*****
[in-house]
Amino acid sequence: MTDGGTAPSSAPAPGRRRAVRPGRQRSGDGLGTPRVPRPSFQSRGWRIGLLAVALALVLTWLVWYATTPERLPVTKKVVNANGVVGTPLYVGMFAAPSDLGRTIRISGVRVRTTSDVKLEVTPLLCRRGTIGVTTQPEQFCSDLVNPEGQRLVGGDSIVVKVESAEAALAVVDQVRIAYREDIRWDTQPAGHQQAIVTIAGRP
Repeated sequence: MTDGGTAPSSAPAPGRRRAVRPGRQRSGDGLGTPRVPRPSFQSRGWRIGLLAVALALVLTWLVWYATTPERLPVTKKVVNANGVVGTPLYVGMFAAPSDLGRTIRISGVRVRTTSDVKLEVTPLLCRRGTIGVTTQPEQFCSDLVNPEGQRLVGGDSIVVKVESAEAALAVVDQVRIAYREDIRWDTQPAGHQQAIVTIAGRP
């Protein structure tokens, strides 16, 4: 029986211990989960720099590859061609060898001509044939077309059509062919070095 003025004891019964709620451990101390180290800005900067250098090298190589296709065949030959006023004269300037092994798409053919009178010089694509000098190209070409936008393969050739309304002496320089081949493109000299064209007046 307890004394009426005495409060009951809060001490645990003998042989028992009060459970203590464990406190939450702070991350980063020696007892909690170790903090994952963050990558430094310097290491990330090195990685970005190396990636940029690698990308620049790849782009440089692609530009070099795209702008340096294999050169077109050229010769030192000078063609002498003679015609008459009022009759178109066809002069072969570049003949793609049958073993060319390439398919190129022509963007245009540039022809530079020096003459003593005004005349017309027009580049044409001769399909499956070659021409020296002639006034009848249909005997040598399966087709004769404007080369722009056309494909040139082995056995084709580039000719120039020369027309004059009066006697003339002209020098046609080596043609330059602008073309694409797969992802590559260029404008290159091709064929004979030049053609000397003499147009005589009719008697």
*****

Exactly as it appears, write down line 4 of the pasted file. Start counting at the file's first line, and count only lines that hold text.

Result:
């Protein structure tokens, strides 16, 4: 029986211990989960720099590859061609060898001509044939077309059509062919070095 003025004891019964709620451990101390180290800005900067250098090298190589296709065949030959006023004269300037092994798409053919009178010089694509000098190209070409936008393969050739309304002496320089081949493109000299064209007046 307890004394009426005495409060009951809060001490645990003998042989028992009060459970203590464990406190939450702070991350980063020696007892909690170790903090994952963050990558430094310097290491990330090195990685970005190396990636940029690698990308620049790849782009440089692609530009070099795209702008340096294999050169077109050229010769030192000078063609002498003679015609008459009022009759178109066809002069072969570049003949793609049958073993060319390439398919190129022509963007245009540039022809530079020096003459003593005004005349017309027009580049044409001769399909499956070659021409020296002639006034009848249909005997040598399966087709004769404007080369722009056309494909040139082995056995084709580039000719120039020369027309004059009066006697003339002209020098046609080596043609330059602008073309694409797969992802590559260029404008290159091709064929004979030049053609000397003499147009005589009719008697």